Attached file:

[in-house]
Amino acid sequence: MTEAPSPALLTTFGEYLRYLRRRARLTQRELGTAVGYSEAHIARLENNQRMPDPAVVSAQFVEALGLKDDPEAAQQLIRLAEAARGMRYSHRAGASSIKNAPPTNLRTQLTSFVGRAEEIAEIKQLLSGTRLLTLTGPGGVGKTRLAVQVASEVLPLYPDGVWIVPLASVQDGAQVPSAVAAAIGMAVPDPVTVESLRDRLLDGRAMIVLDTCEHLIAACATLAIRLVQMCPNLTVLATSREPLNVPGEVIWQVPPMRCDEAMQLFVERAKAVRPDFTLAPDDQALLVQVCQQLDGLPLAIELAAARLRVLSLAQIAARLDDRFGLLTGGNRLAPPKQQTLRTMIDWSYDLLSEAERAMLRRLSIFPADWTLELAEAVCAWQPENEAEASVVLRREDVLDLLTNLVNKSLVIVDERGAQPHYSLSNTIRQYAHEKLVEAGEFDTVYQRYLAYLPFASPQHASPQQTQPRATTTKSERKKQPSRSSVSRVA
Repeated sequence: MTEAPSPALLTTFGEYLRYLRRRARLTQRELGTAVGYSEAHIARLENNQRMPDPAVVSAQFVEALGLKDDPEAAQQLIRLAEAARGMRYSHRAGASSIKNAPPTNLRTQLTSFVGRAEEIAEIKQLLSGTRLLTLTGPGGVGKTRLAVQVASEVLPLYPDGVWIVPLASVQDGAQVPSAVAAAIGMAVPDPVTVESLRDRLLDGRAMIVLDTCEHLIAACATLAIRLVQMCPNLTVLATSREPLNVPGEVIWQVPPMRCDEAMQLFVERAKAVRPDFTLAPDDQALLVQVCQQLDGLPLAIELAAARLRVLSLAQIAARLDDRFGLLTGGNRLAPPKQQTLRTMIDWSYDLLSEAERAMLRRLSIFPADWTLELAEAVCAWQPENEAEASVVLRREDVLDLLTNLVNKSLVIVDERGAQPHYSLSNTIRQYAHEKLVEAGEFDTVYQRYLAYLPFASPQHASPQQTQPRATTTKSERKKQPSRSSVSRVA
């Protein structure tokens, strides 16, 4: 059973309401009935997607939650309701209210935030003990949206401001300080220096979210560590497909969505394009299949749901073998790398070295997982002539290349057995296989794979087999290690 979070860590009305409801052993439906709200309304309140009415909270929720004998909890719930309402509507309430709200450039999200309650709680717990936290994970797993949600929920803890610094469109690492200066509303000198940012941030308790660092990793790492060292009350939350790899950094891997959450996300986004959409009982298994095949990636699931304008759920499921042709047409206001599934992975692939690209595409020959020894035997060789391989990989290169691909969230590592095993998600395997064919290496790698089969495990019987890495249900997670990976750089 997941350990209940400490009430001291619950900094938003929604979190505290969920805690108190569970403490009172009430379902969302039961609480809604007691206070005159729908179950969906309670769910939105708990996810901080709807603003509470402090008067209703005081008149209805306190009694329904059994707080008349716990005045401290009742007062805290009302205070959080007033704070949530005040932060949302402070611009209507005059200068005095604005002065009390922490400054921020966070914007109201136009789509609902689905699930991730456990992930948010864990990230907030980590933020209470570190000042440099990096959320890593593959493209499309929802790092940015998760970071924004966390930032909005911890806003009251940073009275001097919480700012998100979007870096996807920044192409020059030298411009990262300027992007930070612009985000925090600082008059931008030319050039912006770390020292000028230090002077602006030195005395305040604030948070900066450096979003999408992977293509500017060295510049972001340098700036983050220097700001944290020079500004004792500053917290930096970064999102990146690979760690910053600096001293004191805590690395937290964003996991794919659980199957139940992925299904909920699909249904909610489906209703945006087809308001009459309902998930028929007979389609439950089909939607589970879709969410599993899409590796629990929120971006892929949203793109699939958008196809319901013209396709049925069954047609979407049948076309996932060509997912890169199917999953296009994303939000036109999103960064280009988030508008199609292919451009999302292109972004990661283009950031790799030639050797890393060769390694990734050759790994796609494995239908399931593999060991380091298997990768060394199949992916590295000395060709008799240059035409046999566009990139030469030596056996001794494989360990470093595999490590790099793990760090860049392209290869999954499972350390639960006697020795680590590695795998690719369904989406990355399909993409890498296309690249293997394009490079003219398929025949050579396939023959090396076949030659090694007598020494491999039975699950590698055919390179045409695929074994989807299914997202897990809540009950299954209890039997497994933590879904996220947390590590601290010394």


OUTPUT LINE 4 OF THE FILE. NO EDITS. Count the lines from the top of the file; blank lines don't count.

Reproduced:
């Protein structure tokens, strides 16, 4: 059973309401009935997607939650309701209210935030003990949206401001300080220096979210560590497909969505394009299949749901073998790398070295997982002539290349057995296989794979087999290690 979070860590009305409801052993439906709200309304309140009415909270929720004998909890719930309402509507309430709200450039999200309650709680717990936290994970797993949600929920803890610094469109690492200066509303000198940012941030308790660092990793790492060292009350939350790899950094891997959450996300986004959409009982298994095949990636699931304008759920499921042709047409206001599934992975692939690209595409020959020894035997060789391989990989290169691909969230590592095993998600395997064919290496790698089969495990019987890495249900997670990976750089 997941350990209940400490009430001291619950900094938003929604979190505290969920805690108190569970403490009172009430379902969302039961609480809604007691206070005159729908179950969906309670769910939105708990996810901080709807603003509470402090008067209703005081008149209805306190009694329904059994707080008349716990005045401290009742007062805290009302205070959080007033704070949530005040932060949302402070611009209507005059200068005095604005002065009390922490400054921020966070914007109201136009789509609902689905699930991730456990992930948010864990990230907030980590933020209470570190000042440099990096959320890593593959493209499309929802790092940015998760970071924004966390930032909005911890806003009251940073009275001097919480700012998100979007870096996807920044192409020059030298411009990262300027992007930070612009985000925090600082008059931008030319050039912006770390020292000028230090002077602006030195005395305040604030948070900066450096979003999408992977293509500017060295510049972001340098700036983050220097700001944290020079500004004792500053917290930096970064999102990146690979760690910053600096001293004191805590690395937290964003996991794919659980199957139940992925299904909920699909249904909610489906209703945006087809308001009459309902998930028929007979389609439950089909939607589970879709969410599993899409590796629990929120971006892929949203793109699939958008196809319901013209396709049925069954047609979407049948076309996932060509997912890169199917999953296009994303939000036109999103960064280009988030508008199609292919451009999302292109972004990661283009950031790799030639050797890393060769390694990734050759790994796609494995239908399931593999060991380091298997990768060394199949992916590295000395060709008799240059035409046999566009990139030469030596056996001794494989360990470093595999490590790099793990760090860049392209290869999954499972350390639960006697020795680590590695795998690719369904989406990355399909993409890498296309690249293997394009490079003219398929025949050579396939023959090396076949030659090694007598020494491999039975699950590698055919390179045409695929074994989807299914997202897990809540009950299954209890039997497994933590879904996220947390590590601290010394």